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abstract = "In previous studies, mouse placental lactogen I (mPL-I) and mPL-II were localized to trophoblast giant cells in the placenta at midpregnancy. The present study was undertaken to determine whether mPL-I and mPL-II are produced by two distinct populations of giant cells or by the same cells. A heterogeneous population of cells that included trophoblast giant cells was obtained by enzymatic dispersion and Percoll gradient centrifugation of placentas from days 7 and 9 of pregnancy. Cells from day 7 of pregnancy were cultured in serum-free medium for 5 days, and cells that contained mPL-I, mPL-II, or both mPL-I and mPL-II were identified by double-staining immunocytochemistry. The percentage of PL cells that contained both mPL-I and mPL-II increased from about 30{\%} on the first day of culture to about 90{\%} on the third, and then declined to zero by day 5. Between 50{\%} and 60{\%} of the PL cells contained only mPL-I on the first 2 days of culture, and then the percentage of PL cells containing only mPL-I declined. The percentage of cells that contained only mPL-II was low for 3 days (<10{\%}) and then increased to about 80{\%} of the PL-containing cells by day 5. Cells from day 9 of pregnancy were analyzed for the release of mPL-I and/or mPL-II by sequential reverse hemolytic plaque assay. Cells that released only one of the PLs, as well as those that released both PLs, were identified. A shift was present in the type of PL released by the cells when they were followed for two consecutive days of culture. On day 1, most of the plaque-forming cells released only mPL-I, but by day 2, the fraction of plaque-forming cells that released only mPL-I declined whereas the fraction that released only mPL-II increased. Cells that released only mPL-I on the first day of culture and both mPL-I and mPL-II or only mPL-II on the second day of culture were observed. These data suggest that under these culture conditions, PL cells follow a pathway in which they initially produce only mPL-I, then both mPL-I and mPL-II, and finally only mPL-II. In vivo, there is a shift at midpregnancy in the type of PL that is produced by the mouse placenta, and these data suggest that this shift results, at least partly, from a change in gene expression in one population of giant cells.",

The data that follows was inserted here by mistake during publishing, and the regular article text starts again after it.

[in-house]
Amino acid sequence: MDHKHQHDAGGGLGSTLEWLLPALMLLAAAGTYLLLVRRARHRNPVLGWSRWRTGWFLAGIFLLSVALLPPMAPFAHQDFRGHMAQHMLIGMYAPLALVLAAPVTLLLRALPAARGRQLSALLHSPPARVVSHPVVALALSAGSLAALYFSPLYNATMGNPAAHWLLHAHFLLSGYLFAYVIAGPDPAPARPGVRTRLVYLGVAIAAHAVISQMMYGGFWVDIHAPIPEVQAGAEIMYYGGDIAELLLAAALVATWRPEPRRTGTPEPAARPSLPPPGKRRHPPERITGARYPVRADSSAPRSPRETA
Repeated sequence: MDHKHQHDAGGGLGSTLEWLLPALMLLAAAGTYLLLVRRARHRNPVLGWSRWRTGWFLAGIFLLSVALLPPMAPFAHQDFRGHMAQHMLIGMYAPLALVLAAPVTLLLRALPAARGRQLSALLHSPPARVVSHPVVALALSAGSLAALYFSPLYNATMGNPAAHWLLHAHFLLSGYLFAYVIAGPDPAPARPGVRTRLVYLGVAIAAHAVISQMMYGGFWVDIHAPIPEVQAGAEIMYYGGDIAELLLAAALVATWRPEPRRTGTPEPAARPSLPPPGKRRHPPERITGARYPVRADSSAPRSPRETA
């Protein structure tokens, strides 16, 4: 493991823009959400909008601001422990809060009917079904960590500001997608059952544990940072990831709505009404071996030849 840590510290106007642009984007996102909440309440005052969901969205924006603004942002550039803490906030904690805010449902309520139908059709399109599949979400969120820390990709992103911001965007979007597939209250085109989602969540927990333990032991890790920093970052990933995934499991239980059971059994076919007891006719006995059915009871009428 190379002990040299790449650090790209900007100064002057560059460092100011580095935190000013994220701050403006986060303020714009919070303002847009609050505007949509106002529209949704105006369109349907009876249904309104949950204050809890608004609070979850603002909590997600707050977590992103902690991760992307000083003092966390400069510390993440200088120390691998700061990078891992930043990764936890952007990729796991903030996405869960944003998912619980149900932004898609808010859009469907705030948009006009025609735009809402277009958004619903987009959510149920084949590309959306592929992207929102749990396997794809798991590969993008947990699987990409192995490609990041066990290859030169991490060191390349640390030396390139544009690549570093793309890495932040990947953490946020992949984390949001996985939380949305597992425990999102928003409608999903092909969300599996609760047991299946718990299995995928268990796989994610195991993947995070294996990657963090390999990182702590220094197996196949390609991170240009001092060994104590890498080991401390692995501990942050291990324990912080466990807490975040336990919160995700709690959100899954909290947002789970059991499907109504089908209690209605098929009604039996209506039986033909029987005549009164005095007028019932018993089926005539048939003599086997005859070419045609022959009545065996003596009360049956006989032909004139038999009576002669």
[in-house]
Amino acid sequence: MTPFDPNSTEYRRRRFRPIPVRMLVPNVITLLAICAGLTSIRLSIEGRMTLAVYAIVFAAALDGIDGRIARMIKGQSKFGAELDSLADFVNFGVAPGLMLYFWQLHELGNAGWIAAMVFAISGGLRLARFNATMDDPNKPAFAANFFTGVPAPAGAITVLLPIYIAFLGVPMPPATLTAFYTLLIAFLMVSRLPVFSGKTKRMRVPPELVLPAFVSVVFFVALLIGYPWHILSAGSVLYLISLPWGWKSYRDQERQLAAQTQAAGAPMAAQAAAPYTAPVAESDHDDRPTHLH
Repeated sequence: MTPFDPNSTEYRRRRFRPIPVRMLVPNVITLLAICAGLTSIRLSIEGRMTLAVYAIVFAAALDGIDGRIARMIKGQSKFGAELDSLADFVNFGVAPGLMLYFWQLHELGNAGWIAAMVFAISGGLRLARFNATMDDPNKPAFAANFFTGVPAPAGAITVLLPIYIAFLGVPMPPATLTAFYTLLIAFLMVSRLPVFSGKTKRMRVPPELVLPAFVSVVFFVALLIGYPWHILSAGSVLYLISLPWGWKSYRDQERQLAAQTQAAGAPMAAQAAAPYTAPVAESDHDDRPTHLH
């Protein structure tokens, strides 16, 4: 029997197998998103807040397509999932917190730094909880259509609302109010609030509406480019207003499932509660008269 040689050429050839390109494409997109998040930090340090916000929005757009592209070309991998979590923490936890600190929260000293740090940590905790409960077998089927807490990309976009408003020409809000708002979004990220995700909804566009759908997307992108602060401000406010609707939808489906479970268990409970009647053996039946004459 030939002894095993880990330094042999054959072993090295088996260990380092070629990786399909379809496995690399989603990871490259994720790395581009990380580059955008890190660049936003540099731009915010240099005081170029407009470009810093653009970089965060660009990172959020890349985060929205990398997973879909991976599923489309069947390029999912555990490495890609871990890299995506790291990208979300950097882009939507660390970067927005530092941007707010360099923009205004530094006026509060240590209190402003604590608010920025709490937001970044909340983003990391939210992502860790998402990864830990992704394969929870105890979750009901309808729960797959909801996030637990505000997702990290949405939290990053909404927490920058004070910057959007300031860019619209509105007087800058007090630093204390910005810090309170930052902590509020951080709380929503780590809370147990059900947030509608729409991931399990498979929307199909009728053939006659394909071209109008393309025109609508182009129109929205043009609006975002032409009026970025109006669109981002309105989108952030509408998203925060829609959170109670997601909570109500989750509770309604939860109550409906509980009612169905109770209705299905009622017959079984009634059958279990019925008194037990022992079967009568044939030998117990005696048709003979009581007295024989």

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N2 - In previous studies, mouse placental lactogen I (mPL-I) and mPL-II were localized to trophoblast giant cells in the placenta at midpregnancy. The present study was undertaken to determine whether mPL-I and mPL-II are produced by two distinct populations of giant cells or by the same cells. A heterogeneous population of cells that included trophoblast giant cells was obtained by enzymatic dispersion and Percoll gradient centrifugation of placentas from days 7 and 9 of pregnancy. Cells from day 7 of pregnancy were cultured in serum-free medium for 5 days, and cells that contained mPL-I, mPL-II, or both mPL-I and mPL-II were identified by double-staining immunocytochemistry. The percentage of PL cells that contained both mPL-I and mPL-II increased from about 30% on the first day of culture to about 90% on the third, and then declined to zero by day 5. Between 50% and 60% of the PL cells contained only mPL-I on the first 2 days of culture, and then the percentage of PL cells containing only mPL-I declined. The percentage of cells that contained only mPL-II was low for 3 days (<10%) and then increased to about 80% of the PL-containing cells by day 5. Cells from day 9 of pregnancy were analyzed for the release of mPL-I and/or mPL-II by sequential reverse hemolytic plaque assay. Cells that released only one of the PLs, as well as those that released both PLs, were identified. A shift was present in the type of PL released by the cells when they were followed for two consecutive days of culture. On day 1, most of the plaque-forming cells released only mPL-I, but by day 2, the fraction of plaque-forming cells that released only mPL-I declined whereas the fraction that released only mPL-II increased. Cells that released only mPL-I on the first day of culture and both mPL-I and mPL-II or only mPL-II on the second day of culture were observed. These data suggest that under these culture conditions, PL cells follow a pathway in which they initially produce only mPL-I, then both mPL-I and mPL-II, and finally only mPL-II. In vivo, there is a shift at midpregnancy in the type of PL that is produced by the mouse placenta, and these data suggest that this shift results, at least partly, from a change in gene expression in one population of giant cells.